Squeamish

Peter Clarke

  • Lloyd George: War Leader by John Grigg
    Allen Lane, 670 pp, £25.00, October 2002, ISBN 0 7139 9343 X

For the British, fortunate to escape the traumas of both Communism and Fascism, the two world wars were the defining experience of the 20th century. In both the country avoided invasion and ultimately evaded defeat, if only because in each case France was in the front line, because Russia suffered most of the casualties, and because the United States tardily but effectively identified its own interests with those of Great Britain. So it seems natural to expect recognition for the two war leaders who emerged bloody but unbowed from these struggles. In Great Britons, the excellent book published by the National Portrait Gallery to accompany the BBC series of the same name, Brian Harrison, the editor of the forthcoming Oxford Dictionary of National Biography, observes that we are hardly alone ‘in placing the great at the centre of our national myth’:

If Lloyd George and Winston Churchill epitomise national resistance to Germany in two world wars, Joan of Arc and General de Gaulle are central to the French national self-image and F.D. Roosevelt is central to the story of America’s interwar economic recovery, and Nelson Mandela is central to South Africa’s new-found racial harmony.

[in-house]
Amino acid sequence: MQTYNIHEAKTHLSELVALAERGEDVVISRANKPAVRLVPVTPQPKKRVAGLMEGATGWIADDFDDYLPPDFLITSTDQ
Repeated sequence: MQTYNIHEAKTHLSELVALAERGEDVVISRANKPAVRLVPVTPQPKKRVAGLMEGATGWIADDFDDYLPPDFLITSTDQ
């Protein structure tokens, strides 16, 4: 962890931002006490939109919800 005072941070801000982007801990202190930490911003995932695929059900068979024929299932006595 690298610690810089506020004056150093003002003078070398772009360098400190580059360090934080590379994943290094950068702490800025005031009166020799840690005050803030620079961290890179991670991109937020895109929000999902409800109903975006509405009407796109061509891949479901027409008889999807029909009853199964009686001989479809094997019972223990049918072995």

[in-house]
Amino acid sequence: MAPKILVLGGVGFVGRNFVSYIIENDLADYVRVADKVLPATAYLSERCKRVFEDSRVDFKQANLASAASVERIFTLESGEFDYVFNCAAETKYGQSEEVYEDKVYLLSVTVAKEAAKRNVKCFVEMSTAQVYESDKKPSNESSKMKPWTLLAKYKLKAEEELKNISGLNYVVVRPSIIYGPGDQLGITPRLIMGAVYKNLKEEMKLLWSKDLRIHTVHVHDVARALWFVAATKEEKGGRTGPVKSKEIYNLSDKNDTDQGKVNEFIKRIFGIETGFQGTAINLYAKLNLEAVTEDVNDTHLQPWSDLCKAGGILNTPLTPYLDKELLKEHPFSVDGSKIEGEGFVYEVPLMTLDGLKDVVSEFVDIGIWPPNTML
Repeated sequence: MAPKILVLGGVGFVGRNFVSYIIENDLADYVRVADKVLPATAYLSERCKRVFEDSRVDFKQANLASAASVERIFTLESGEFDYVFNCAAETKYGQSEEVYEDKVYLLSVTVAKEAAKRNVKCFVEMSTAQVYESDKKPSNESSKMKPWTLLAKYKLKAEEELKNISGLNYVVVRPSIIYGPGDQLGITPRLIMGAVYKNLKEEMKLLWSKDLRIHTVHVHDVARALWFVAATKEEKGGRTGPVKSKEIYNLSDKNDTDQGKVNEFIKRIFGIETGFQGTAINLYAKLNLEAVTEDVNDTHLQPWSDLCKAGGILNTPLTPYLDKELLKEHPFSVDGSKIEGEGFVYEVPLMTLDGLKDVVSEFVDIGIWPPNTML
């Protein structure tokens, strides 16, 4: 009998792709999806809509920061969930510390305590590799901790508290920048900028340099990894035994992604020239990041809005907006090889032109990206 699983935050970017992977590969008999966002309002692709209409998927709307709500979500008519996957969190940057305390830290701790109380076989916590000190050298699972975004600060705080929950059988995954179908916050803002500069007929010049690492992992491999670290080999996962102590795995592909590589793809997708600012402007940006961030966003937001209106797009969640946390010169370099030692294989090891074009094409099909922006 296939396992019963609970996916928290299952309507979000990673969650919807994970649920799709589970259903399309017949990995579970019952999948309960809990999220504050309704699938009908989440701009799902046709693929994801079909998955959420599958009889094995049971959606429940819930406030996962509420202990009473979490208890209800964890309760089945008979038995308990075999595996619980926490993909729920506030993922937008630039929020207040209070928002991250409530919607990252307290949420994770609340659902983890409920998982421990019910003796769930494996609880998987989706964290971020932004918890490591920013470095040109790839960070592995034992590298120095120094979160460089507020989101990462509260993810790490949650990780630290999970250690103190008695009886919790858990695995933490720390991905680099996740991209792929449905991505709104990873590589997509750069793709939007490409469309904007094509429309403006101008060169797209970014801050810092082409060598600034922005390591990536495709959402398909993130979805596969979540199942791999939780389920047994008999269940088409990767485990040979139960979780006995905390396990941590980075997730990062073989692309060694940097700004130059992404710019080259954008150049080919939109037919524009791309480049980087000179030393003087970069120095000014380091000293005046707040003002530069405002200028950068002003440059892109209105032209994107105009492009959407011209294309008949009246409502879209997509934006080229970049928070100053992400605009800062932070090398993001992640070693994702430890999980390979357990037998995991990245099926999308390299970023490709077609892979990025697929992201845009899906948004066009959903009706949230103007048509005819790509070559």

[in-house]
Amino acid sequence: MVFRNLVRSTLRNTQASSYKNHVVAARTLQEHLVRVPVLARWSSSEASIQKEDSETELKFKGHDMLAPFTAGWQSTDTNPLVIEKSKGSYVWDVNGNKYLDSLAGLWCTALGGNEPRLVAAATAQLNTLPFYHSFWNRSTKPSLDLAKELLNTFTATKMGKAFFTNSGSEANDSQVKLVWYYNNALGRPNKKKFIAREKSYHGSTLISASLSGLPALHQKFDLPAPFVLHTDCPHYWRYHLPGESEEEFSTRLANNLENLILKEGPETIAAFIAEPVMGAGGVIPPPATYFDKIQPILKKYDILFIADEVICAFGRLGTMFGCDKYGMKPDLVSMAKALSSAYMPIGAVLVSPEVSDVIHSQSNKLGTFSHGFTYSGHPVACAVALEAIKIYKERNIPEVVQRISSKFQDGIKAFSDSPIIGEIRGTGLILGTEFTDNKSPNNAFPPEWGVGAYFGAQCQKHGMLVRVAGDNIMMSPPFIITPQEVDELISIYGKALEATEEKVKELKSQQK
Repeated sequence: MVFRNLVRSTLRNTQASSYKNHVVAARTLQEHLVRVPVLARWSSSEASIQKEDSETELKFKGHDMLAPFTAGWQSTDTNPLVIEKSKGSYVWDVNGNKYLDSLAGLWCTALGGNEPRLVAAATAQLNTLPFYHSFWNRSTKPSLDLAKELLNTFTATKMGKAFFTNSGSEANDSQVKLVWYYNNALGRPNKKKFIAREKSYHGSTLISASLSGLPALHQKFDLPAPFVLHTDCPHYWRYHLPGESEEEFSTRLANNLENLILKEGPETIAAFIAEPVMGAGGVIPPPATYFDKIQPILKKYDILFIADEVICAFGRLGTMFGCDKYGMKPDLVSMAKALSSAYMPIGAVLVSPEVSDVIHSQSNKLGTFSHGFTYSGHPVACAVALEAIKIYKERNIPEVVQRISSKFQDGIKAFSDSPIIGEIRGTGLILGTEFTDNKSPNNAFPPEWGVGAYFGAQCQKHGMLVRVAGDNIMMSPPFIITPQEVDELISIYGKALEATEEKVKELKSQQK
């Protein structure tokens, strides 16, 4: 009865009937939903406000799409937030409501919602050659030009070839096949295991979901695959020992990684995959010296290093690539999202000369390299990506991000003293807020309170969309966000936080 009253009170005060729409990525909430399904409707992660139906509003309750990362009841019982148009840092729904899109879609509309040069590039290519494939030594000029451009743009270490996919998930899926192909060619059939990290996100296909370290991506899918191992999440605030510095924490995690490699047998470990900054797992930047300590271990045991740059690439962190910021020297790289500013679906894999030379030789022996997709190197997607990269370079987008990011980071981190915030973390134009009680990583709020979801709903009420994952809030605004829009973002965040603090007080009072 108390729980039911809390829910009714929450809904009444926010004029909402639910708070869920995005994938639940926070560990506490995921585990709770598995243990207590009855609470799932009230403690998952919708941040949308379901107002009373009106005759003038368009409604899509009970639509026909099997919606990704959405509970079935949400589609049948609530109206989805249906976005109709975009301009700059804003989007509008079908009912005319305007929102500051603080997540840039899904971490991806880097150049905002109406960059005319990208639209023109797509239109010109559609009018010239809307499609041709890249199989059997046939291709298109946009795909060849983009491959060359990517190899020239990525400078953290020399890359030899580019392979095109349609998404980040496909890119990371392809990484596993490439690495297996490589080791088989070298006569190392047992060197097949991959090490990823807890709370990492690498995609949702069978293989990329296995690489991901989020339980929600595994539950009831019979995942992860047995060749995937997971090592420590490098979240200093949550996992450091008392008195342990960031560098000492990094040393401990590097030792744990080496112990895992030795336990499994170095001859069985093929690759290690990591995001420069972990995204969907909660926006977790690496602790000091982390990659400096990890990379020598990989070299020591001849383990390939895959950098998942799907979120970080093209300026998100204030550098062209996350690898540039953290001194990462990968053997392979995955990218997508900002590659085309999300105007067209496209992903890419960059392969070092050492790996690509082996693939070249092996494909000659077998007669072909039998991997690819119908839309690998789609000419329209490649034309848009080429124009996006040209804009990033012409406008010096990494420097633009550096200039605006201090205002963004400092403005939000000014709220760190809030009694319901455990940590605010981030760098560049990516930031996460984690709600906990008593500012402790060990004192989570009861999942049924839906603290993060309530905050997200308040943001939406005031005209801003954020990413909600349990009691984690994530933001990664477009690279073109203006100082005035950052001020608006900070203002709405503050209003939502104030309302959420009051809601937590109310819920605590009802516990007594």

Exalted company for our two great heroes – but surely justified?

Not according to the great British public. The poll which the BBC commissioned in 2001 to recruit its initial shortlist of 100 Great Britons predictably included Churchill, who was fancied as the favourite from the start and duly emerged as the winner. But he did not win by a short head from David Lloyd George. You have to scour the list to find him in 79th place, listed as ‘English, born Manchester (1858-1928)’. The part about Manchester is correct: Lloyd George’s father – who was not the only Welsh schoolteacher to move there – died there prematurely only two years after his son was launched (in 1863) on a long life that did not close until 1945, when Churchill, at the height of his own fame, paid his former colleague a lavish tribute which nobody at the time thought excessive for the man who won the (previous) war.